Word Ghost January 1, 2022 on Kenneth Dodrill's blog

There once was a ghost that could speak. Many in the town called him the Word Ghost. He would often frequent haunts familiar to teenage boys, like the arcade, various alleys, and sometimes the graveyard. The latter was special to him as it was his home. Rarely would he find someone there that was not sad, so the squish of the boys shoes on the ground and their occasional sudden hushed silence reminded him of his own youth. The boys would sometimes pass by Word Ghost without noticing him, but typically they would throw their greetings his way.

You see, Word Ghost was an active spirit in the town, well-known by all. He had many stories to tell and people would listen and learn. He had all kinds of tales, from accurate descriptions of battles to how best to cook beans and rice. The townspeople would have regular meetings in the square with Word Ghost to discuss and share opinions on current politics, the war, science, and religion. Sometimes they would all play music together afterwards, especially if debate got heated. See, despite the townspeople agreeing that the meeting was for everyone to learn and grow, there would occasionally be someone or multiple someones who got a little hot. Music and time brought them back together by providing something to do whilst also giving them time to think. After apologies were given, everyone dispersed.

Word Ghost, trapped in a spiritual form for all of eternity, noticed something over many years. More apologies were given out after each meeting. Then less apologies. Then less people dispersed because less people came. Then no people. So many years had passed without any word from the townspeople that Word Ghost started to fade away. He felt his color change and he felt that his body was losing it’s distinct tunnel-like shape. He often had trouble remembering things and could usually be found stumbling and shifting around his usual haunts that had once belonged to teenage boys. I’m sorry to imply that he would be found because there was no-one that would be caught in the act of trying to find him.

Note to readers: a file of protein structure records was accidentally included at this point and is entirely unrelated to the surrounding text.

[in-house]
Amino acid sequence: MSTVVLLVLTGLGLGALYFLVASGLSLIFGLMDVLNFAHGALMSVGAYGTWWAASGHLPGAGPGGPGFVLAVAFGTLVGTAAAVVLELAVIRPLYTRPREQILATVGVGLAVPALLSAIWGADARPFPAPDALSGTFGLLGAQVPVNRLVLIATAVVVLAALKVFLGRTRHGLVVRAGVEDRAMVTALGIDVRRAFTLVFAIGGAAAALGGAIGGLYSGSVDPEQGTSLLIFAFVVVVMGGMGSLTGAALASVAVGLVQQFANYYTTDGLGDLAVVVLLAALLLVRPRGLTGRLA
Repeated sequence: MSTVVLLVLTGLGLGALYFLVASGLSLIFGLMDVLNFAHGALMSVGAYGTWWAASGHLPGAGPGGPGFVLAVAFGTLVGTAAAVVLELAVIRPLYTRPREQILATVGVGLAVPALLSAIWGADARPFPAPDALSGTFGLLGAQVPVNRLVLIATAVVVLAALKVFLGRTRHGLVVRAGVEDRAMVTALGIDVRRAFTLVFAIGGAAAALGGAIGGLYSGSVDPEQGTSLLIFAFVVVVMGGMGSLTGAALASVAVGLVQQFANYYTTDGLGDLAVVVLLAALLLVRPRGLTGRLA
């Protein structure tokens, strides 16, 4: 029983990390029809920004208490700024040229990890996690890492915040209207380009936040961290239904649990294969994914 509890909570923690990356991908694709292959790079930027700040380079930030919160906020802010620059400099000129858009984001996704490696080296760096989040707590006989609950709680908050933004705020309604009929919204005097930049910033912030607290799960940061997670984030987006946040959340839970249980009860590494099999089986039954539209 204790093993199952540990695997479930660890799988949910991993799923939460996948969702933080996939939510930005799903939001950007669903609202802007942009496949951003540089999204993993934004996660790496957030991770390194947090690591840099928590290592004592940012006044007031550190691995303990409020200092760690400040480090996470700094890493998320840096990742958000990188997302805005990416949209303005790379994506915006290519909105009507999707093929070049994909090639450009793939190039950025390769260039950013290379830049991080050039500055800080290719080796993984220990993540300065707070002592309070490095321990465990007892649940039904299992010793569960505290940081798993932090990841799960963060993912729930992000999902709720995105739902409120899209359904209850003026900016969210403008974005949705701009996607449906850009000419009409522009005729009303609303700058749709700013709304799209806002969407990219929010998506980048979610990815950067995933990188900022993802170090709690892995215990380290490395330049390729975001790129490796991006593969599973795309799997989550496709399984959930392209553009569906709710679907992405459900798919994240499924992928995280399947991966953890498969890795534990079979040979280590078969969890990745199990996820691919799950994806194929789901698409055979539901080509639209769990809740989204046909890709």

Word Ghost’s stories died. A young boy may listen for half of a second to his grandpa talk about Word Ghost, but would rarely listen longer, nor could he entertain the idea of learning from it (as if that was his choice!). A grandpa may apply a certain monetary value to their words, only in the hopes of a single word getting through, begrudgingly handing over the payment (or, perhaps, fine) for listening. A young girl may partially listen with her only intention to receive the usual gain of five dollars, then discarding or overwriting any information received. A parent may try and use grandpa’s words in a story to make a lot more than five dollars.

Word Ghost’s stories died. He still lives on, but you can’t see him. I would like to say that a courageous young boy, shaking and fumbling with his flashlight, would hear Word Ghost whisper something and promptly exit the graveyard…but that would imply that a young boy at that time was courageous enough to enter the graveyard, had an actual flashlight, and would be listening hard enough to hear a whisper.